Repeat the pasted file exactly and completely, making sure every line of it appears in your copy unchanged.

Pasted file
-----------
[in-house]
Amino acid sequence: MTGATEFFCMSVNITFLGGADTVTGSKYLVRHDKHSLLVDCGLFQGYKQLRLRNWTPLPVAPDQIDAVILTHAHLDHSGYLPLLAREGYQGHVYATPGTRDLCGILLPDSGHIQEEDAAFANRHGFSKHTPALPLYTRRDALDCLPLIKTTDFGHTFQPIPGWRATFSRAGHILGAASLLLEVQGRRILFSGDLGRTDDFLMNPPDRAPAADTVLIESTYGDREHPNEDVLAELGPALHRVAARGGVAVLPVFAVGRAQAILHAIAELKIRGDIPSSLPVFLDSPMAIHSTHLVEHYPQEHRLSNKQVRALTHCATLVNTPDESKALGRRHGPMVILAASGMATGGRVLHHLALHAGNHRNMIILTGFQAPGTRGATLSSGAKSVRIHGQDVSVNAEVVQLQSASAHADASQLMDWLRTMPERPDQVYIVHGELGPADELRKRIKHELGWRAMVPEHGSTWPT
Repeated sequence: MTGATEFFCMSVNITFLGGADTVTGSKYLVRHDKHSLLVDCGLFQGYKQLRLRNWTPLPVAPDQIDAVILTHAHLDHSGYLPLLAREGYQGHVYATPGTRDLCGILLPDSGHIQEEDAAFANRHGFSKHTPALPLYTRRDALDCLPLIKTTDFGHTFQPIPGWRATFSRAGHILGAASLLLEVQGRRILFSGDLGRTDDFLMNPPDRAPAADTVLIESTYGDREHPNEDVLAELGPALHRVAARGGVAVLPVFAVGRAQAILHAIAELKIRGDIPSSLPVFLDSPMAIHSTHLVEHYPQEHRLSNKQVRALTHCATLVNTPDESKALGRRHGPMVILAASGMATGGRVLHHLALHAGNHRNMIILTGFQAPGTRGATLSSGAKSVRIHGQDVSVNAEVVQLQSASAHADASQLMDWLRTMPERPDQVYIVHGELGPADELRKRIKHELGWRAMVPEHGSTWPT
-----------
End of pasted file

[in-house]
Amino acid sequence: MTGATEFFCMSVNITFLGGADTVTGSKYLVRHDKHSLLVDCGLFQGYKQLRLRNWTPLPVAPDQIDAVILTHAHLDHSGYLPLLAREGYQGHVYATPGTRDLCGILLPDSGHIQEEDAAFANRHGFSKHTPALPLYTRRDALDCLPLIKTTDFGHTFQPIPGWRATFSRAGHILGAASLLLEVQGRRILFSGDLGRTDDFLMNPPDRAPAADTVLIESTYGDREHPNEDVLAELGPALHRVAARGGVAVLPVFAVGRAQAILHAIAELKIRGDIPSSLPVFLDSPMAIHSTHLVEHYPQEHRLSNKQVRALTHCATLVNTPDESKALGRRHGPMVILAASGMATGGRVLHHLALHAGNHRNMIILTGFQAPGTRGATLSSGAKSVRIHGQDVSVNAEVVQLQSASAHADASQLMDWLRTMPERPDQVYIVHGELGPADELRKRIKHELGWRAMVPEHGSTWPT
Repeated sequence: MTGATEFFCMSVNITFLGGADTVTGSKYLVRHDKHSLLVDCGLFQGYKQLRLRNWTPLPVAPDQIDAVILTHAHLDHSGYLPLLAREGYQGHVYATPGTRDLCGILLPDSGHIQEEDAAFANRHGFSKHTPALPLYTRRDALDCLPLIKTTDFGHTFQPIPGWRATFSRAGHILGAASLLLEVQGRRILFSGDLGRTDDFLMNPPDRAPAADTVLIESTYGDREHPNEDVLAELGPALHRVAARGGVAVLPVFAVGRAQAILHAIAELKIRGDIPSSLPVFLDSPMAIHSTHLVEHYPQEHRLSNKQVRALTHCATLVNTPDESKALGRRHGPMVILAASGMATGGRVLHHLALHAGNHRNMIILTGFQAPGTRGATLSSGAKSVRIHGQDVSVNAEVVQLQSASAHADASQLMDWLRTMPERPDQVYIVHGELGPADELRKRIKHELGWRAMVPEHGSTWPT